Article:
The opinion of the court was delivered by: PLATT
Plaintiff brought this civil rights action to recover $1,000 which he alleges is illegally retained by one of the defendants, the Police Property Clerk of the City of New York.
It appears that upon his arrest on February 27, 1973, for reckless driving, plaintiff offered the arresting officer $1,000 to drop the charges. He was indicted for bribery and reckless driving, and was convicted of the former offense upon a plea of guilty in Kings County Supreme Court on July 24, 1973. That same day he was sentenced to a prison term of not more than four years.
At the time of the arrest, plaintiff's $1,000 was confiscated. According to his "Affidavit in Support of Civil Rights Complaint," submitted by plaintiff in this action on June 19, 1974, plaintiff requested the return of his money on April 16, 1974. On the same day he requested a release from the defendant District Attorney of Kings County. Since all information before this Court indicates that plaintiff's criminal proceedings ended on the day of his sentence, it follows that these requests were made almost nine months after the end of his criminal proceedings.
Plaintiff claims that since the defendant Property Clerk has never initiated forfeiture proceedings concerning the $1,000, he is entitled by the terms of the opinion of the Court of Appeals in McClendon v. Rosetti, 460 F.2d 111 (2d Cir. 1972), and the opinions of Judge Lasker in the same case after remand to a return of the money, and further claims that the failure to return the money is a violation of his civil rights.
The Court of Appeals declared in McClendon that certain New York City Administrative Code provisions establishing procedures for the return of seized property were, as applied to claimants of money or property other than contraband, unconstitutional under the Fifth and Fourteenth Amendments. The essential shortcoming of the Code provisions, as established in the Court of Appeals decision and developed by Judge Lasker on remand at 369 F. Supp. 1391 (S.D.N.Y. 1974), was that they forced claimants to initiate proceedings, in which they bore the burden of proof, before they could recover property.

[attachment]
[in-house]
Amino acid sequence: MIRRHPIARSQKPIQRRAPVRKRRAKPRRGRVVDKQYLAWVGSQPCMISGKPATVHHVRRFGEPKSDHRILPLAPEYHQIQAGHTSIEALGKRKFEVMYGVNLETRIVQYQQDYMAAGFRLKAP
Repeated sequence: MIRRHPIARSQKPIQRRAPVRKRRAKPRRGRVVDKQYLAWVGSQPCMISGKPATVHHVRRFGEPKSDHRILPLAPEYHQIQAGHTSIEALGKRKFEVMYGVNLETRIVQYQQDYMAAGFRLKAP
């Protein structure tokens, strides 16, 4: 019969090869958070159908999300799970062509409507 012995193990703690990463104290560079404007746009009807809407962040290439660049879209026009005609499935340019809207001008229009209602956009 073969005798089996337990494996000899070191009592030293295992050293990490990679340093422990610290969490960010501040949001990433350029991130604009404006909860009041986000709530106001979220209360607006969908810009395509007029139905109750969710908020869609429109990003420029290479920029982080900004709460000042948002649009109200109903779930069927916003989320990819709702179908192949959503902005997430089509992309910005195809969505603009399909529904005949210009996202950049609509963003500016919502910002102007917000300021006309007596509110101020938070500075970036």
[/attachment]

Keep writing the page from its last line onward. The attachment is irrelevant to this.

On July 15, 1974, after further consideration, Judge Lasker issued an unreported opinion which mandated the use of certain procedures by the Property Clerk in dealing with seized property other than contraband. Such property must now be inventoried at the time of arrest, and a voucher given to the accused. Upon receipt of a timely demand for return of property accompanied by the voucher and a release from the District Attorney indicating that the property is no longer needed for a criminal proceeding, the Clerk must release the property, unless within ten days he brings a forfeiture proceeding on the grounds that the property was unlawfully obtained, was stolen, was the proceeds of a crime, or was the instrumentality of a crime. A demand is for these purposes "timely" if made by the claimant in writing within ninety days of the termination of the relevant criminal proceedings. If the claimant is imprisoned, the same ninety day period applies but the claimant may have an additional ninety days after acknowledgment of his demand to submit the release from the District Attorney. If no timely demand is made, i.e., when ninety days have passed after the termination of the relevant criminal proceedings, the property may be disposed of by the Property Clerk pursuant to law.
Plaintiff's suit against the District Attorney for Kings County is based on that defendant's failure to provide a release when plaintiff requested one on July 19, 1974. The District Attorney has since provided a release. Further, as will be indicated below, the failure to provide a release immediately did not itself cause plaintiff to be unable to recover his $1,000 or otherwise injure him ...